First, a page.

Management recommendations based on matrix projection models: The importance of considering biological limits

Joan Lubben, Brigitte Tenhumberg, Andrew Tyre, Richard Rebarber

Research output: Contribution to journalArticlepeer-review

22 Scopus citations


Matrix population models are a common tool for evaluating different management strategies. In general, under deterministic analyses, management strategies are recommended that improve those matrix transitions that are most sensitive or elastic with respect to the asymptotic population growth rate, λ. These recommendations usually ignore the biological limit for these transitions. In this paper we use the endangered Serengeti cheetah (Acinonyx jubatus) as a case study to illustrate that ignoring biological limits leads to a recommendation that will not always achieve the desired goal of an asymptotic population growth rate, λ ≥ 1. We estimate the survivorships of adult cheetahs in captivity using cheetah studbook data, which is a conservative estimate of the biological limit for the adult survivorship of wild cheetahs. Our analysis suggests that adult survival sharply decreases after 8.5 years. In addition, captive cheetahs older than 18 years do not reproduce. We modify a previously published population projection matrix to include the effect of senescence on survival and fecundity. Our model suggests that increasing adult survivorship alone is not sufficient to reverse population decline. However, an additional small increase in newborn survival is likely to result in a viable cheetah population. We show these conclusions hold even in the presence of relatively large parameter perturbations.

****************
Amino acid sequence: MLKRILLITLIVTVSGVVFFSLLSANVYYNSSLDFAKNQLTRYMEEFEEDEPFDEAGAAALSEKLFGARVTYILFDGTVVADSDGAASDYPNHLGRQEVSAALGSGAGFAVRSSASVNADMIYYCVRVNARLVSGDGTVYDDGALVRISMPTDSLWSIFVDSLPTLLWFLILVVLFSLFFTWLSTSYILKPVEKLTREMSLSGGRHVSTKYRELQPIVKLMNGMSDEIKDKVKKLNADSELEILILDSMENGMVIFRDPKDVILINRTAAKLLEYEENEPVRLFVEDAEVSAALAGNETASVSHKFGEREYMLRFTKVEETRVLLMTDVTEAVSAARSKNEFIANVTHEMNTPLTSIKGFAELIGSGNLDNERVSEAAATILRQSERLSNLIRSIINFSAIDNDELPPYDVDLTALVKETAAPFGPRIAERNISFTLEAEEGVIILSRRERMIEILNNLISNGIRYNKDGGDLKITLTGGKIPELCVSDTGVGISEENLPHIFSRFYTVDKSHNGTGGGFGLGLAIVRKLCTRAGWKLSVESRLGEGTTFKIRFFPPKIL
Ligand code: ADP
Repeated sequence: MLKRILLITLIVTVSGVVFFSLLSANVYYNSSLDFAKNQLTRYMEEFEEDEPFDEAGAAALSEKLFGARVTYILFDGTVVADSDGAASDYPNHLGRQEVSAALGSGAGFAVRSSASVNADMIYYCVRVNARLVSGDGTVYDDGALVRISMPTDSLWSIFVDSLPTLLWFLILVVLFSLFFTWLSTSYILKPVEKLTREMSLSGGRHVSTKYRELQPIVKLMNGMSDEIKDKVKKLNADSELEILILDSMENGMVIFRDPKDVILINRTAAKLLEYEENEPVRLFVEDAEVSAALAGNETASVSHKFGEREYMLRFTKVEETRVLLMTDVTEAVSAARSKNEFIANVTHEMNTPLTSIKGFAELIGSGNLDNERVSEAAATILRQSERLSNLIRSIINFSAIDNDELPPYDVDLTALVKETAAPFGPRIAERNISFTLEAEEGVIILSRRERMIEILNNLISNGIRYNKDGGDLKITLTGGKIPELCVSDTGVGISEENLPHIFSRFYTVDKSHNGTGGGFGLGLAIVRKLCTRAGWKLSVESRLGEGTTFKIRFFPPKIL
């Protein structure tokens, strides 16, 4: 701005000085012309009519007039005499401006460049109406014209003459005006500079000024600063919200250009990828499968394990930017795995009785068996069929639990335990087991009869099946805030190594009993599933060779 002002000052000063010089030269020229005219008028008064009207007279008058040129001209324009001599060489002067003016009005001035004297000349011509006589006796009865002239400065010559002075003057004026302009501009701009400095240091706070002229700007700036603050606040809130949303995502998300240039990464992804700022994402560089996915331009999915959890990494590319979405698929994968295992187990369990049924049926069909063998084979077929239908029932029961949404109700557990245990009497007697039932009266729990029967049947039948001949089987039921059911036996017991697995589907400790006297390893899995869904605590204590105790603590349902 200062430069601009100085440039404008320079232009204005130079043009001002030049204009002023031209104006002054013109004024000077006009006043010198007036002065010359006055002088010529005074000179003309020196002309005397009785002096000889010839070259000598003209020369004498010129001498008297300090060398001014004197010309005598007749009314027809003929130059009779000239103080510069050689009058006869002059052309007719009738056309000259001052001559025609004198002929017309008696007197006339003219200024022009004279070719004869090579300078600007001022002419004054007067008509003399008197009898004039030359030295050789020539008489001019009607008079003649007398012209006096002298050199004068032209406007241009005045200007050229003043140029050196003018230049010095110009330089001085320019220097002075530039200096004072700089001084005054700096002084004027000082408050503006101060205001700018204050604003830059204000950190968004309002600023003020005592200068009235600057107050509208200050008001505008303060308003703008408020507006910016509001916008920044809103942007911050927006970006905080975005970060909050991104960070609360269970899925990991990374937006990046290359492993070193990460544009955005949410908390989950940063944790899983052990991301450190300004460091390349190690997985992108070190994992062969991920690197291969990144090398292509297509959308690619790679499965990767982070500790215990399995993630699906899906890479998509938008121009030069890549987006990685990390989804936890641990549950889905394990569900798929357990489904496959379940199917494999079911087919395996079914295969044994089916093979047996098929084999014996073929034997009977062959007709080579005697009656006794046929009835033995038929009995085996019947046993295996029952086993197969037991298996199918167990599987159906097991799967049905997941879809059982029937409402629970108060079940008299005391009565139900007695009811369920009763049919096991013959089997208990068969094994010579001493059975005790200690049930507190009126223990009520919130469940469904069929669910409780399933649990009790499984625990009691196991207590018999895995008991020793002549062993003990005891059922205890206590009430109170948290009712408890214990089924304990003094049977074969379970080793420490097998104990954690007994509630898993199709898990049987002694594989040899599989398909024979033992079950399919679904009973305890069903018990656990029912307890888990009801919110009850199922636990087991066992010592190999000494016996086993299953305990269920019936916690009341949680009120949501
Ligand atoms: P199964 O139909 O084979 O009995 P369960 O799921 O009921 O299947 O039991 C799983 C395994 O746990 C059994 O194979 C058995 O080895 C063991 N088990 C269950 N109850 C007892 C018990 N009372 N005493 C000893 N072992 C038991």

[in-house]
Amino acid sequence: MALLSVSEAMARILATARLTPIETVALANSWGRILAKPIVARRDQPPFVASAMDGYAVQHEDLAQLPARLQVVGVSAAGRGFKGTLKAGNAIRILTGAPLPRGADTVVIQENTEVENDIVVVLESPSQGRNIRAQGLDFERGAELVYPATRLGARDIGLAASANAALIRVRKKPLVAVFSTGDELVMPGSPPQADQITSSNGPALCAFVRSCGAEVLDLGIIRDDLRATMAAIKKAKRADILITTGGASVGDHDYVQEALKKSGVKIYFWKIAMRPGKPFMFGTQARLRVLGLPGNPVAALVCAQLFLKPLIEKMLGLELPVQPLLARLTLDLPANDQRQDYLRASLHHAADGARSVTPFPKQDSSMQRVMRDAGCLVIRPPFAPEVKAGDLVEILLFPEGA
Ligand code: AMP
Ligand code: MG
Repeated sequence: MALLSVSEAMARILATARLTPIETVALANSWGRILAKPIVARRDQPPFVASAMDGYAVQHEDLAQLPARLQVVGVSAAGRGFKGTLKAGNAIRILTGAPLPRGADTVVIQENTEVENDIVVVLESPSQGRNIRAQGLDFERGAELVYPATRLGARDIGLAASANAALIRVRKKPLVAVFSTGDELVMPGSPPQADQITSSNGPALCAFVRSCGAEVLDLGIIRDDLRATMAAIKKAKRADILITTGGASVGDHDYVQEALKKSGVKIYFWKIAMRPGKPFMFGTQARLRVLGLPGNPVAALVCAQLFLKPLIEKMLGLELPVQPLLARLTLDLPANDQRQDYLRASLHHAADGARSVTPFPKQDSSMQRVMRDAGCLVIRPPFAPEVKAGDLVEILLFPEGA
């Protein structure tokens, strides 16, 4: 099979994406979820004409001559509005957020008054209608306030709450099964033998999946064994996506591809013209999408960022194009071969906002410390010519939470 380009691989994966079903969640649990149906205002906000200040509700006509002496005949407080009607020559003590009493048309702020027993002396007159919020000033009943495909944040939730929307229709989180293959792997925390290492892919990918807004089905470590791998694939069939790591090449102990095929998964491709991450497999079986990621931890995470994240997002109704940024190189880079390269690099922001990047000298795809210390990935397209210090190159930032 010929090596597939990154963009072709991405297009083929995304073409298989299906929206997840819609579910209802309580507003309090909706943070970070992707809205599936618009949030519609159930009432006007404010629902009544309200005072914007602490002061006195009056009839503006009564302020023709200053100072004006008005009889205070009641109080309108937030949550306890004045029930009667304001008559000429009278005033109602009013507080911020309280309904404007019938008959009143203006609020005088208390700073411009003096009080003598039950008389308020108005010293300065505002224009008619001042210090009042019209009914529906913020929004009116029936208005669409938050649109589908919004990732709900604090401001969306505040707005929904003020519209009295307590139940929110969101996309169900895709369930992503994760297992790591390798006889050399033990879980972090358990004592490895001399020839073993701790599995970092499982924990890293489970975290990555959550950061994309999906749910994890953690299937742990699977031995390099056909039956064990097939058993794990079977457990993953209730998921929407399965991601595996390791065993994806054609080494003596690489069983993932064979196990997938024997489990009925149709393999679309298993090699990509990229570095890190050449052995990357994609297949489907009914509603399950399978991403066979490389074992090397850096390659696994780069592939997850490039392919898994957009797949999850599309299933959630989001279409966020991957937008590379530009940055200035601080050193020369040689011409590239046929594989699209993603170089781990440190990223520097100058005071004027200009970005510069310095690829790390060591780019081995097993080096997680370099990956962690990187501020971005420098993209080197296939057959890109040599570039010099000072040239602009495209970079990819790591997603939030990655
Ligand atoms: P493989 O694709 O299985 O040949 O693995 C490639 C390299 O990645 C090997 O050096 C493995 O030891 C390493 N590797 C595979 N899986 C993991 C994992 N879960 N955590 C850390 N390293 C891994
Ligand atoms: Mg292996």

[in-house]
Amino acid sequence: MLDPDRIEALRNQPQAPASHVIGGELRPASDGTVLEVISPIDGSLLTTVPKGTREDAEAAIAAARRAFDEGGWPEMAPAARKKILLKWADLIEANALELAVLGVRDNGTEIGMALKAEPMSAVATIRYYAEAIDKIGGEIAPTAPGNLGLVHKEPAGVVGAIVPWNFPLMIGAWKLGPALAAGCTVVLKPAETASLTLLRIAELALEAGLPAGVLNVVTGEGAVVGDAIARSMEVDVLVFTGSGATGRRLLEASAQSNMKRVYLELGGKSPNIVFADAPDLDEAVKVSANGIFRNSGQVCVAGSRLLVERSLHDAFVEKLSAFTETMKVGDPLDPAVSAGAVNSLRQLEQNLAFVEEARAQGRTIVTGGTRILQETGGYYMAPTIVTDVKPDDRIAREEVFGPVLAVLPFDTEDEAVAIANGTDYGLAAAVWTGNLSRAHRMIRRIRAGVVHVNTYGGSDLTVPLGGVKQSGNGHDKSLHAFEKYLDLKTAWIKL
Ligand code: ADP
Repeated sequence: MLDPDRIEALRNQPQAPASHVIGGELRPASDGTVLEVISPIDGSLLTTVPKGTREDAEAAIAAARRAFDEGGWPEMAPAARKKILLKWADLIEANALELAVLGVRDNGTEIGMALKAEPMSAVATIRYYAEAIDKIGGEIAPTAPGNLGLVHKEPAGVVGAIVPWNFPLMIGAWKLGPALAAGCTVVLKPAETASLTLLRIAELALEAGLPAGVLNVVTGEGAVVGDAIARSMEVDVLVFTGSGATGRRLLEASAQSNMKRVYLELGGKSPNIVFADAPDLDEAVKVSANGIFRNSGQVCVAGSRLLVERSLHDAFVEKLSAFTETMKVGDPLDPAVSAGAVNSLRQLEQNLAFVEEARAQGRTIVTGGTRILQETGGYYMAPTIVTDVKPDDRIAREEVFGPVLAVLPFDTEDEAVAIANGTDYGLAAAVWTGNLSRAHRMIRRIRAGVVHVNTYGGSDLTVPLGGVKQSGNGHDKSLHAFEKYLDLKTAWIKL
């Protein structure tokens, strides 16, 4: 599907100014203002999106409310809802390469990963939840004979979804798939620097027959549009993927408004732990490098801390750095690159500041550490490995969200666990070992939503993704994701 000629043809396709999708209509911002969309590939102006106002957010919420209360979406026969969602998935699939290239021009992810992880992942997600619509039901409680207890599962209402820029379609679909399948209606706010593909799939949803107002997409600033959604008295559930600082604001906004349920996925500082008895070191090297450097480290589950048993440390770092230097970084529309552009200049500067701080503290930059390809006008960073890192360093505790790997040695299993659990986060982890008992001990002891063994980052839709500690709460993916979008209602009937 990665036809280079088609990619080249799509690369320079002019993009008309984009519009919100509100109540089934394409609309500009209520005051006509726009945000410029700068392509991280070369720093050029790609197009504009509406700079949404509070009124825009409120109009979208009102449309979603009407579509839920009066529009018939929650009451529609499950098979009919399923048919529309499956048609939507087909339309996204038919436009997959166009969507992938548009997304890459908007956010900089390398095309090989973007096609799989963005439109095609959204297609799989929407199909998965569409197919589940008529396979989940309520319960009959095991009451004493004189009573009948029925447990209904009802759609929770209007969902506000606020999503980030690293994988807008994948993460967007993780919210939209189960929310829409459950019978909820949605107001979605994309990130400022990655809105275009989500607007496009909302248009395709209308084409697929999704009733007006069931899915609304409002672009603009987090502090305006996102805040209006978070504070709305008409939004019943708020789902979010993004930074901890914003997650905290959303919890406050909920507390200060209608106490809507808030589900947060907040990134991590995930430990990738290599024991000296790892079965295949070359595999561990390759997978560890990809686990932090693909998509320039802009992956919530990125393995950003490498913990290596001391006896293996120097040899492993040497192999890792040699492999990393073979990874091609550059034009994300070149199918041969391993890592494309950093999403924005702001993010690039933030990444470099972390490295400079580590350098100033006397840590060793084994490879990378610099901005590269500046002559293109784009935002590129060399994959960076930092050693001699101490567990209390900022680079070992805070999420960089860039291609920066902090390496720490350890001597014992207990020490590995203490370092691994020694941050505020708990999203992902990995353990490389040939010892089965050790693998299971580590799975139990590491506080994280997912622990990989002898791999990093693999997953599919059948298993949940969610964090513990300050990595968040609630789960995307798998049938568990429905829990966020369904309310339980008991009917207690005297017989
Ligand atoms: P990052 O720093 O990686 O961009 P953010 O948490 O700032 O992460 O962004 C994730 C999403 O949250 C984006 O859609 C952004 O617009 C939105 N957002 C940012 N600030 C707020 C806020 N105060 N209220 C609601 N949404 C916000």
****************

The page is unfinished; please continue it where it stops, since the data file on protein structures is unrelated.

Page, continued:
Original languageEnglish (US)
Pages (from-to)517-523
Number of pages7
JournalBiological Conservation
Issue number2
StatePublished - Feb 2008
Externally publishedYes


  • Cheetah
  • Endangered species
  • Longevity
  • Population management
  • Population projection matrix
  • Senescence

ASJC Scopus subject areas

  • Ecology, Evolution, Behavior and Systematics
  • Nature and Landscape Conservation


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